The Greek Banking Crisis Part 2: Present Challenges and Future Prospects
The National Herald
April 6, 2018
US readers are perhaps accustomed to think most current problems in the financial sector began with the international financial crisis and the Great Recession of 2007-2009. This is not the case for Greek banks. Greece suffers a banking crisis since the time its own sovereign crisis began, not from the beginning of the international crisis. Throughout 2007-2009, when US and European banks faced severe troubles, bank deposits of Greek banks were increasing at a steady pace as Greek households were unaware of the international crisis and felt quite safe. The deposit withdrawal began in early 2010, when the Greek crisis was slowly becoming visible to the public.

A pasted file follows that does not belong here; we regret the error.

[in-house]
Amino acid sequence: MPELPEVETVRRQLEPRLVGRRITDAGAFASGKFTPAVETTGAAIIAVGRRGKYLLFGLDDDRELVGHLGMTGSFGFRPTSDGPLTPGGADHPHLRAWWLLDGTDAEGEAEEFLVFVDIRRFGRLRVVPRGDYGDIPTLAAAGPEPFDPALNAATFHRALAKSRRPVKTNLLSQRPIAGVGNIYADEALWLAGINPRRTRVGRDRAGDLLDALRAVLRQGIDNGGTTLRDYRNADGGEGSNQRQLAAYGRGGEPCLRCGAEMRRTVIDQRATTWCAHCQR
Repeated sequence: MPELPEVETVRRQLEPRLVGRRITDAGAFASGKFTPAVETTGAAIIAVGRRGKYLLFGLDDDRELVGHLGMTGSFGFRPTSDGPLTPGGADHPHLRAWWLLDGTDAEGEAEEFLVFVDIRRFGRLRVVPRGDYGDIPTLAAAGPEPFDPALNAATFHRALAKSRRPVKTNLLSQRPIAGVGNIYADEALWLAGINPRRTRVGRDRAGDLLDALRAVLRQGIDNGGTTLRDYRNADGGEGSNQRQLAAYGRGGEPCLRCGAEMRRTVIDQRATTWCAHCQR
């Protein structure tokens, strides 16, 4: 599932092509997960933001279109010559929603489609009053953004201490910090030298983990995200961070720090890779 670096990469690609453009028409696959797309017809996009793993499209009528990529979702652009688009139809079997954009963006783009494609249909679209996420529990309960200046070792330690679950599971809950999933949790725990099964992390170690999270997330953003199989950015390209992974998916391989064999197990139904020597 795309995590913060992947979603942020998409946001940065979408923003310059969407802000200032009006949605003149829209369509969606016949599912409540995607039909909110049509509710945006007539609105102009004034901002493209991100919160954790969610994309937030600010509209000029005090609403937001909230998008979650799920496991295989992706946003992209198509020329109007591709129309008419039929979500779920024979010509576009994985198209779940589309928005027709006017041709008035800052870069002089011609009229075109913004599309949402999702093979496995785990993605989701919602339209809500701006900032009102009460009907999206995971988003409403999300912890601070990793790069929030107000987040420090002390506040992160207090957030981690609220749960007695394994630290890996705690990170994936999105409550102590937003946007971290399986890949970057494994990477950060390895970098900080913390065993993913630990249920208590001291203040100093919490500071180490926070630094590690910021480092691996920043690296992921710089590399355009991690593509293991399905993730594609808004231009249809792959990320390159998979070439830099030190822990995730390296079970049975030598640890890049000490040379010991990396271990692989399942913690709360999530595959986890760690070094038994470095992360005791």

A previous article analyzed the recent history of the banking crisis and explained its two separate phases. This article assesses the banks’ current health and future prospects. Greek banks today face an on-going triple witching problem: Non-performing loans on the asset side of their balance sheet, precarious deposits which have stabilized only because of capital controls since June 2015 on their liability side, and a capital base, i.e., the equity money stock owners invest in a bank, which can easily shrink the moment loan problems worsen or the moment regulators decide to become stricter in their assessment of future developments. The three problems are inter-related and feed on each other, yet the major one is non-performing loans.